Point. Click. Profit. (As published in The Business Journal)

Getting Hired Online

Find a Job

We read news stories daily about the unemployed and underemployed in today’s economy. Local job fairs have record turnout. With so much competition for each job opening, the modern job candidate needs to leverage every advantage. Here are a few suggestions to that end.

LinkedIn is the online professional network of choice. It should be the first stop for job hunters, with two primary targets.

1) Build your network. Once you have identified an opportunity, a key way to make an impression is a referral. LinkedIn makes it easy to see whether and how you are connected to a decision maker.

Start by pulling up a company’s listing in LinkedIn. The top-right search bar can be searched by people, jobs, companies or groups. If you get too many results, use the Advanced Search to narrow things down.

Look through the list of employees at the company, and pay particular attention to the badge to the right of their name. If it says “1st”, you’re already connected to someone at the company. If it says “2nd”, that person is connected to one of your existing connections. If it says “3rd”, you may have to work a bit harder, but you can still get yourself a virtual introduction that can help get the conversation started and separate you from the nameless and faceless job applicants that hiring managers and other decision-makers will be reviewing.

First, view the individual’s profile to whom you want to connect. See the box in the right sidebar, titled “How you’re connected to [this person]“. Identify a person connecting you to your target with whom you have the closest relationship, and send the connector a message asking for an introduction, explaining why you’re asking.

At the bottom of the target’s profile is a link: “Get introduced through a connection”. Once you’ve clicked it, the “How you’re connected” list appears. You can provide contact information for your target, as well as a message you’d like them to receive. Finish with a brief note for your intermediary, and hope for the best.

2) Once your target gets that request, they’re likely to go straight for your profile to review your education and experience. This is the other primary purpose of your LinkedIn account: your professional profile.

There is a lot of information you can provide. Start with the basics:

  • Profile picture
  • Location
  • Area of focus (“Professional Headline”)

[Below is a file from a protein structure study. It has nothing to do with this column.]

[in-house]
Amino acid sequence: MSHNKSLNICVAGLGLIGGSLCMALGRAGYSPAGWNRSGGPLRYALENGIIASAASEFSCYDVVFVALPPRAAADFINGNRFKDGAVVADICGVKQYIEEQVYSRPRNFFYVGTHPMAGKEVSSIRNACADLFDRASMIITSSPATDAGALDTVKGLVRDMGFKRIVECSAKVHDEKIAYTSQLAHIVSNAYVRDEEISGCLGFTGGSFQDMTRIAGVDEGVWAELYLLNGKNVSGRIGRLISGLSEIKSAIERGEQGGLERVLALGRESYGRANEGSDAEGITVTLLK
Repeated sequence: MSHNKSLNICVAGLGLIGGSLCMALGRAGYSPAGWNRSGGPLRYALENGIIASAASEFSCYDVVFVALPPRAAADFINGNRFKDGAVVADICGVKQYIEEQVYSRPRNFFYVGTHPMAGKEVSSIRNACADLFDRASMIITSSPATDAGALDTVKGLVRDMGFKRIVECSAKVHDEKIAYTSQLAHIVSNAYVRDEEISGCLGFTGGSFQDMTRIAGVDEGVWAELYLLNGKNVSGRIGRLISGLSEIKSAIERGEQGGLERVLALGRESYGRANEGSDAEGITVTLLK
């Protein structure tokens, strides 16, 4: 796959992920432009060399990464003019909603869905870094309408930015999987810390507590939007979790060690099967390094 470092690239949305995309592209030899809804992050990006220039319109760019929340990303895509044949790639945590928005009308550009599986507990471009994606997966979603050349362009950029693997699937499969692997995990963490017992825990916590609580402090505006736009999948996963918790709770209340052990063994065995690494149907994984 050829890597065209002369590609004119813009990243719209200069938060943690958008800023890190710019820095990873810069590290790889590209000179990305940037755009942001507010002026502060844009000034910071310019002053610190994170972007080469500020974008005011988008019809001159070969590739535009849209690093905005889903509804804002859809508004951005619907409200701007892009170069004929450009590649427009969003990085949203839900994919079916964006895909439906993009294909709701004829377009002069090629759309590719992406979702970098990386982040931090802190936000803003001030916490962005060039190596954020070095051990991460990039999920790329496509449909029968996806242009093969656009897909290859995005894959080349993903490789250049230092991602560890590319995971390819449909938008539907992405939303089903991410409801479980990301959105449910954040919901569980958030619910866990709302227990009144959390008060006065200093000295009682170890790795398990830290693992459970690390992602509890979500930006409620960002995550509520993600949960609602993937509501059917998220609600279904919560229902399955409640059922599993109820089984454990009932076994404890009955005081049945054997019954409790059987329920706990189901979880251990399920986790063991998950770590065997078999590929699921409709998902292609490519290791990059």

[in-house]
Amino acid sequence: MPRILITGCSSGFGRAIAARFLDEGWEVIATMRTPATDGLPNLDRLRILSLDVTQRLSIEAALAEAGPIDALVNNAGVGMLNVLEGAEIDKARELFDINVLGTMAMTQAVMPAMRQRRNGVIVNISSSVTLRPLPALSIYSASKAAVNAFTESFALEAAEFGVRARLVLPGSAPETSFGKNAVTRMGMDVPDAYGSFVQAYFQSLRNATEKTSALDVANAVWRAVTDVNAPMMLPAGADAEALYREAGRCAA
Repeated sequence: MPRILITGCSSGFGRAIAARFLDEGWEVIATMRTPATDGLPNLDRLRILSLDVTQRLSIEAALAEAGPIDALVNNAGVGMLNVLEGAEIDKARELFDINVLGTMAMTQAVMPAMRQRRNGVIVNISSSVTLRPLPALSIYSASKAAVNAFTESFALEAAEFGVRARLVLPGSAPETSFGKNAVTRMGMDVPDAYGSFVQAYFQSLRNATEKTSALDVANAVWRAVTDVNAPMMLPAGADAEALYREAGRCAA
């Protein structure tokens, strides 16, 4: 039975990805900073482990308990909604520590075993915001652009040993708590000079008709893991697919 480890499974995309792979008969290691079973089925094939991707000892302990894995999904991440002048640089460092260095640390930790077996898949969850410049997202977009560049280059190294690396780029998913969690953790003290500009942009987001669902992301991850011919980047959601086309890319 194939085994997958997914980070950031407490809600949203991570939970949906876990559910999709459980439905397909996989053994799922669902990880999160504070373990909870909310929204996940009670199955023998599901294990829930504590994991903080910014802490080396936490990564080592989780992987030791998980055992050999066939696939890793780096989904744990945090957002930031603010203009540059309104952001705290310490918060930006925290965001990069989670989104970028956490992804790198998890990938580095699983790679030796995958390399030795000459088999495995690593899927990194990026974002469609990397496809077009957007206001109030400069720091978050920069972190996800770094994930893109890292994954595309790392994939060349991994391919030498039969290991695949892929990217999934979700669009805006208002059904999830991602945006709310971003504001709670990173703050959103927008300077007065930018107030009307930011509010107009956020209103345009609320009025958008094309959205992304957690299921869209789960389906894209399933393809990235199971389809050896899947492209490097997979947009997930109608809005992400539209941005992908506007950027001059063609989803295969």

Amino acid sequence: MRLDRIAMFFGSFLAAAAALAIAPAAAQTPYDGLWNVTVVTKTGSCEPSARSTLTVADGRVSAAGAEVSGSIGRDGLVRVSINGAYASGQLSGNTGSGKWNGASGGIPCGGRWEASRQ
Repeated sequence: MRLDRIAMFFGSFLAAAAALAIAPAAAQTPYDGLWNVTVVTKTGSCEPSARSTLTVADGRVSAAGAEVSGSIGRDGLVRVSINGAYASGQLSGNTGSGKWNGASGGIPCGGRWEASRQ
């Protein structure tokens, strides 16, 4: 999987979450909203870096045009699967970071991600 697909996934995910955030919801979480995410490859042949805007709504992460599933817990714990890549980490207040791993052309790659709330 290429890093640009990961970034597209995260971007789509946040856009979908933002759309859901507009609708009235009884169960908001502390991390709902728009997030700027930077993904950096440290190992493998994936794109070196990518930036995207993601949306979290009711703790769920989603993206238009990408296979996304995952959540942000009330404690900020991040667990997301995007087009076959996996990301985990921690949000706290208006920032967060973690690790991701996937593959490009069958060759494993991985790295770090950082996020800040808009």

• Industry

Then, flesh out your background. You have the flexibility to drag and drop to customize the order of different areas of your profile, so you can emphasize your strengths just like in a written résumé. If you’re currently out of work, perhaps you’d prefer to start with your summary and education. Or, it’s possible that prioritizing your “Volunteer Experience & Causes” will strike the right tone with your prospective employer, particularly if they’re a nonprofit or if you’ve been spending a good amount of energy volunteering while unemployed.

LinkedIn isn’t the only tool that can help. Especially for those who are pursuing technical, communications, or creative fields, publishing a blog can be a great way to show off your talents. Look for articles relevant to your interests and write about them. Show how you think, show off your good writing skills (so important in the workforce today), and show your dedication and discipline in publishing regularly. It’s a great chance for your prospective employer to get to know you and, again, it can set you apart. When you do get invited for an interview, put your website URL on your business card, along with your LinkedIn public profile URL.

Just because you’re without full-time employment doesn’t mean you have to be officially unemployed. You’ll be a writer, editor or publisher of an industry-focused website, and if you include Google AdSense advertisements on your website, you can at least create the appearance that you’ve developed a business for yourself. If you hit the right note and draw an audience, you might even earn a few bucks.


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